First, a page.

Saturday, December 28, 2013

Trip Report: Santa Fe and Texas

The lady and I had some rare unplanned coinciding time off, and she has more frequent flier miles than she knows what to do with. We determined that a) Pennsylvania and Miami were too far for our mini-trip desires and b) we had been everywhere else multiple times. Except Santa Fe, Corpus Christi Texas, and San Antonio. So that's where we went.

Santa Fe was the best, even if it was 18 F the night we got there. That's okay. We warmed up with plenty of New Mexico food, in particular Maria's, one of my favorite restaurants on this planet. But more fun than that was hiking and ruins in Bandelier National Monument near Los Alamos, which was of course excellent. These are from Tsankawi:

This deer is so relaxed because she's in this canyon in the modern day, and not a hundred or thousand years ago when she would have been dinner. I also included the sound of the frozen river; the canyon bottom oddly reminded me of winter in Pennsylvania, this sound in particular.

Below are pictures from the main attraction in Bandelier, Frijoles Canyon. The folks that lived in this area showed up later than the dwelling around Mesa Verde and Chaco, showing a gradual migration toward the east. They had a lot of the same trade goods showing links with southern Mexico (copper bells, live parrots). A lot of the structures are obviously easily defended, which has a way of making you think about the Na-Dene speakers who were showing up in these parts at the time these were built. When the Spanish arrived these particular ones were still occupied. Some other ones are still occupied today, like Acoma Pueblo, west of Albuquerque.

Looking back down into the canyon you can see the outline of the old pueblo. Along the walls you can see holes bored for the wood beams that supported the roof.

We also made it up to Taos and saw the beginning of a Christmas service (where Joseph and Mary go door to door). Although this particular church was historically significant, contrary to my expectations most of the people at the service appeared Anglo, despite Taos being surrounded by pueblos.

Then we made our way to Corpus Christi. On the flight from Houston to Corpus, a gentleman from there emphasized that there was nothing to do in Corpus, and then asked us, "When it's time for a vacation, what do you do, throw darts at a map?" We couldn't really answer "no". And not to pick on Corpus too much, but it's a really good city for people with severe fear-of-missing-out syndrome, because you know if you found the one thing to do that day, you're not missing out on anything else around there. It has that nice Gulf scent and it feels like Virginia Beach or Jacksonville or any other southern beach city - spread out and slow, with every business seemingly along one main strip. I had a nice flat fast run from the hotel out along the Gulf to Texas A&M Corpus Christi, which has a nice campus on a little island connected to the mainland. After 20 hours doing what there was to do there, we were completely comfortable leaving. Driving on the beach at Padre Island was the main highlight (see below). Oysters and shrimp weren't bad either (including at the Chinese buffet where we ate Christmas Day). But as a local bartender put it Christmas Eve, "When it's cold, there's nothing to do here but drink." Seems like that's about what there is to do when it's warm too, except then you do it at the beach.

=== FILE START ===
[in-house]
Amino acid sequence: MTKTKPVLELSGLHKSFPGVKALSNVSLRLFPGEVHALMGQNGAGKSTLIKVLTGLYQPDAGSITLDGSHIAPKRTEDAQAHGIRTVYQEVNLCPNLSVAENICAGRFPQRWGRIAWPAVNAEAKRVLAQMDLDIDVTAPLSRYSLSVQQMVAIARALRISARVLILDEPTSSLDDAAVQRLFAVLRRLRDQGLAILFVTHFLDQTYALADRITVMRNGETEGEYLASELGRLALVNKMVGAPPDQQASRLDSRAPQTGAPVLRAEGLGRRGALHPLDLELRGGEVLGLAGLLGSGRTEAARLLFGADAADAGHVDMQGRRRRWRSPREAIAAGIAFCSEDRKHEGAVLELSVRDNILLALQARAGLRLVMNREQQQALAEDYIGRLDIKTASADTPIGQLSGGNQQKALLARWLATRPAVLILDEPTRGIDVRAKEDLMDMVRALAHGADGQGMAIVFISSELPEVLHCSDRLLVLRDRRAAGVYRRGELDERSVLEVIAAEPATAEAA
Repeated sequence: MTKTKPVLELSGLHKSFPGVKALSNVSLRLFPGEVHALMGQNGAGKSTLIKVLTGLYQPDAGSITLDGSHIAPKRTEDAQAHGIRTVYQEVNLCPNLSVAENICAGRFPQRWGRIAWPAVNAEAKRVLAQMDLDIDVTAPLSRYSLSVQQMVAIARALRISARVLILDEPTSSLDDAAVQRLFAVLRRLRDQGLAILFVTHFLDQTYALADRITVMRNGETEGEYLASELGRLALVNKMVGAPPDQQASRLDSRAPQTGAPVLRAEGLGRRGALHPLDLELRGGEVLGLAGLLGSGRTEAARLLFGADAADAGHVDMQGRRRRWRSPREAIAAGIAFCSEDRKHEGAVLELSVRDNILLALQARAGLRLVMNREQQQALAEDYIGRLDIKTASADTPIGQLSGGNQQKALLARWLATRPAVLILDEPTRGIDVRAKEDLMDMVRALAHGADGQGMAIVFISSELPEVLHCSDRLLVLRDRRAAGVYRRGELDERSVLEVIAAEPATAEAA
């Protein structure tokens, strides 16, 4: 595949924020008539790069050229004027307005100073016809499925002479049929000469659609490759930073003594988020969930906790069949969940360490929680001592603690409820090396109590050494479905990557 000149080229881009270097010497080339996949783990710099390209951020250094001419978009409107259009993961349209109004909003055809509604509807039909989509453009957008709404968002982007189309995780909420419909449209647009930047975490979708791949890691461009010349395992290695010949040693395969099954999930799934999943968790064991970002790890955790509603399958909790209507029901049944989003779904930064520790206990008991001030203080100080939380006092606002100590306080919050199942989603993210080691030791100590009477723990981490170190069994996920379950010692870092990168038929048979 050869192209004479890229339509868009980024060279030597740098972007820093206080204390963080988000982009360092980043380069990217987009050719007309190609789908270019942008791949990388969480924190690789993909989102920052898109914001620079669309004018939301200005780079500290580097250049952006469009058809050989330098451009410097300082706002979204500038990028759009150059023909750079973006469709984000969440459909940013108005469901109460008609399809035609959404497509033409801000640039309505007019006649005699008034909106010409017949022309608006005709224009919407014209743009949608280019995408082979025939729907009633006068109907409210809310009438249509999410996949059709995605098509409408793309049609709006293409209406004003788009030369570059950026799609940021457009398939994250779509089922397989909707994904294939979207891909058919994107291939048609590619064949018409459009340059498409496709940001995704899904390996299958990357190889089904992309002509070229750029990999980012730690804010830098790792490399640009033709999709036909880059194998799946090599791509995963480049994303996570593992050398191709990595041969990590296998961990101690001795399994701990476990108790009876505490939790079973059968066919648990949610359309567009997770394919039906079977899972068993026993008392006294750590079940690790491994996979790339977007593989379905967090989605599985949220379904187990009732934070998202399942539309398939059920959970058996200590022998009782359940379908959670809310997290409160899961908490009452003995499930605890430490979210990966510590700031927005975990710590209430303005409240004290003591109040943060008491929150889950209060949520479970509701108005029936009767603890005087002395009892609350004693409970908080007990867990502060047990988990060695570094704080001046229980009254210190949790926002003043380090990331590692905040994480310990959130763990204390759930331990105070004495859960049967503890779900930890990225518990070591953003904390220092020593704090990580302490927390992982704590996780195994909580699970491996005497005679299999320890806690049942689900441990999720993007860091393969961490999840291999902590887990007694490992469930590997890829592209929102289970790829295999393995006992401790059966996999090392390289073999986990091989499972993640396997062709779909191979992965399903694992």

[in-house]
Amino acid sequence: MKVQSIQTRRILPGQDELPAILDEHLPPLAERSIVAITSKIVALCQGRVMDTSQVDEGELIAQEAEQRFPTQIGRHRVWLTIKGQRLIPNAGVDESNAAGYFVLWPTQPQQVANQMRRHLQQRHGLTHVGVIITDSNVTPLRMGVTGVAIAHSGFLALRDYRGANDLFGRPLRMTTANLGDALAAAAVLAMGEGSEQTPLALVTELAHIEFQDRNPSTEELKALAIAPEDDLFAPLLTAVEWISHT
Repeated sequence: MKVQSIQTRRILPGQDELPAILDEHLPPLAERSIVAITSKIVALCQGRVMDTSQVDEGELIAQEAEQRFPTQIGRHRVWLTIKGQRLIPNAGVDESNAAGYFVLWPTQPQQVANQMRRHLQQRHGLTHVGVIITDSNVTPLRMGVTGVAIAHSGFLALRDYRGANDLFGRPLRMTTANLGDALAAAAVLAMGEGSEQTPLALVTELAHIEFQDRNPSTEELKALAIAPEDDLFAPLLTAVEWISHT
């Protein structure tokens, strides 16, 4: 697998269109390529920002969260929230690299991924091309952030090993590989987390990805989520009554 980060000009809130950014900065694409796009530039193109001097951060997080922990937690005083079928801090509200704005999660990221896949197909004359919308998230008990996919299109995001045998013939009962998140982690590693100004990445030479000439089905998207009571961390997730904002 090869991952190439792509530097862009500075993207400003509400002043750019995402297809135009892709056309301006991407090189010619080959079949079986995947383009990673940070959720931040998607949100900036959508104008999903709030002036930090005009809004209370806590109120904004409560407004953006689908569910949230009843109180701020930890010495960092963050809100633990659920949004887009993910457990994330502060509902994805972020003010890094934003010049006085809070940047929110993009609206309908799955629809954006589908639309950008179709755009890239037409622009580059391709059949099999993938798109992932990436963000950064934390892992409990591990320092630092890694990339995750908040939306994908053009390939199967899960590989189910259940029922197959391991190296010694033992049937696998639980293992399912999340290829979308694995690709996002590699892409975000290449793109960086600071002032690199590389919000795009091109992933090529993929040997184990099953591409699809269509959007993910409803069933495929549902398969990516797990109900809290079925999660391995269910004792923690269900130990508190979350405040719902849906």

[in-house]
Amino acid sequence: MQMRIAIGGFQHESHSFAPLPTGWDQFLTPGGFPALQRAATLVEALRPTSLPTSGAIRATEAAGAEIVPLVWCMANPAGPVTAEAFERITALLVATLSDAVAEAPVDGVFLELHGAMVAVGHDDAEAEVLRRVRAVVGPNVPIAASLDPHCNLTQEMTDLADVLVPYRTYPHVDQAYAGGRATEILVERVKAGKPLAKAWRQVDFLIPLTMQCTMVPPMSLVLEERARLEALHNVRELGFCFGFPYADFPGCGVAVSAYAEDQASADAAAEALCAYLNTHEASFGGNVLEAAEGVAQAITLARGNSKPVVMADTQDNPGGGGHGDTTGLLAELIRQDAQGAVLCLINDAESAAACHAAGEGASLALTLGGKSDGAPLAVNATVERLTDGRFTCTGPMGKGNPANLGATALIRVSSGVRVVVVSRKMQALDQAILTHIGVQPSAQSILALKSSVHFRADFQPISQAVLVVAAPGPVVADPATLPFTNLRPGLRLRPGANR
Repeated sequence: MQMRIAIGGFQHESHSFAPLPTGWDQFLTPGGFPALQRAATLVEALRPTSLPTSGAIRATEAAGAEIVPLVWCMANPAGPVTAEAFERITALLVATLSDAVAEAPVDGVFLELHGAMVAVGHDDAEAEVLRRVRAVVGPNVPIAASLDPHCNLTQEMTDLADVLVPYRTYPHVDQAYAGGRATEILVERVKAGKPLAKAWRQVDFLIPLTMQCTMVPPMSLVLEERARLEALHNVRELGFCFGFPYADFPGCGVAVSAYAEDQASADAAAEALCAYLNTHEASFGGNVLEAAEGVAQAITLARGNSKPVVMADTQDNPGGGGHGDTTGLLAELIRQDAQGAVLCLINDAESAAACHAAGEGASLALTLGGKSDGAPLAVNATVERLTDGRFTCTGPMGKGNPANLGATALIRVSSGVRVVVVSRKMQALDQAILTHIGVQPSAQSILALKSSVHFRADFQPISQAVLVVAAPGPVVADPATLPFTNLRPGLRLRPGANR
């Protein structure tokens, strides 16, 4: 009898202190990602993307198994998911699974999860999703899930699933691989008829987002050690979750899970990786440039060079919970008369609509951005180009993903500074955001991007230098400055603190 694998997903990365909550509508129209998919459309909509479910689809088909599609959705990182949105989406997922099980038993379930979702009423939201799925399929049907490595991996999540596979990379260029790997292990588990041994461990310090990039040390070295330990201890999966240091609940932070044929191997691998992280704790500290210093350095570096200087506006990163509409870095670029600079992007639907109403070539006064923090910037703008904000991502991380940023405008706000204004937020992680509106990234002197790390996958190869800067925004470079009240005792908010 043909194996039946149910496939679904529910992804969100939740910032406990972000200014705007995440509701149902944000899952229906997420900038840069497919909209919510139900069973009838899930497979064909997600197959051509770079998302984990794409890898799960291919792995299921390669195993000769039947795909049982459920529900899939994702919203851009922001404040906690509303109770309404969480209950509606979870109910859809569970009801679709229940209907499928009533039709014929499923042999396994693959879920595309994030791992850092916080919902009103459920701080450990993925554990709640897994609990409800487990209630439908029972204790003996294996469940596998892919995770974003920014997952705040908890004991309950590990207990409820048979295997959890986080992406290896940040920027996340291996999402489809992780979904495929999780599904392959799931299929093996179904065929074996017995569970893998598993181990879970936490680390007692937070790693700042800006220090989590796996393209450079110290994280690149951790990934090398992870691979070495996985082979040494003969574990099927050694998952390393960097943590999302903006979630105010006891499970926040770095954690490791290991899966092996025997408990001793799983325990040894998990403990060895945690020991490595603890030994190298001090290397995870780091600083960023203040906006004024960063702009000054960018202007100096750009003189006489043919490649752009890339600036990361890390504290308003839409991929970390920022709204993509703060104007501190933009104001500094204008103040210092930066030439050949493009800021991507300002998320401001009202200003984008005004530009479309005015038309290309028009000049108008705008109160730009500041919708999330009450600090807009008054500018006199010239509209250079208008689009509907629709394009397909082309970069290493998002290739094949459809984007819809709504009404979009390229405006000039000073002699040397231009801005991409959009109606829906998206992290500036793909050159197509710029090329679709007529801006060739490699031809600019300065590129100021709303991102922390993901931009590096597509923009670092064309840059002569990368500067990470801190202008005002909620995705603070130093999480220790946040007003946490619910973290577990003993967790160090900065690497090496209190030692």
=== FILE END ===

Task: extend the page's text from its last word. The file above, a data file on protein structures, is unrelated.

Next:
From there we went up to the town of Hondo (yes, they still have this sign) because it was on the way to Hill Country State Natural Area. Christmas night in Hondo is about as quiet as a place is possible to be.

Hill Country Natural Area was the highlight of the Texas part of the trip. I know everything in Texas is supposed to be bigger, but the hills...well they were still fun. First picture below is from Troop 814, the rest are mine.

The beat up rock characteristic of a mostly-dead fault (the Balcones) and of worn-down hundreds of millions of years-old mountain ranges were much in evidence on these trails. I'm always interested in transition zones, and the Hill Country strikes me as a three-way transition between gulf, prairie and desert, and made me think of another transition zone, a mountain island in the northern prairies - the Black Hills far to the north. Two plants in particular dominate the Natural Area: Ashe juniper on the north side of ridges, and yuccas on the south. Of note, relative to SoCal, the yuccas are bigger, grow in greater profusion, crowd the trail more, and (this is key) have much more serrated leaves, and as a result this is the most blood I lost on any run ever, which was kind of neat. I ended up running most of the hills that the Bandera Ultra covers, which is coming up in a few weeks. Ice Cream Hill and the Big Nasty were my personal faves.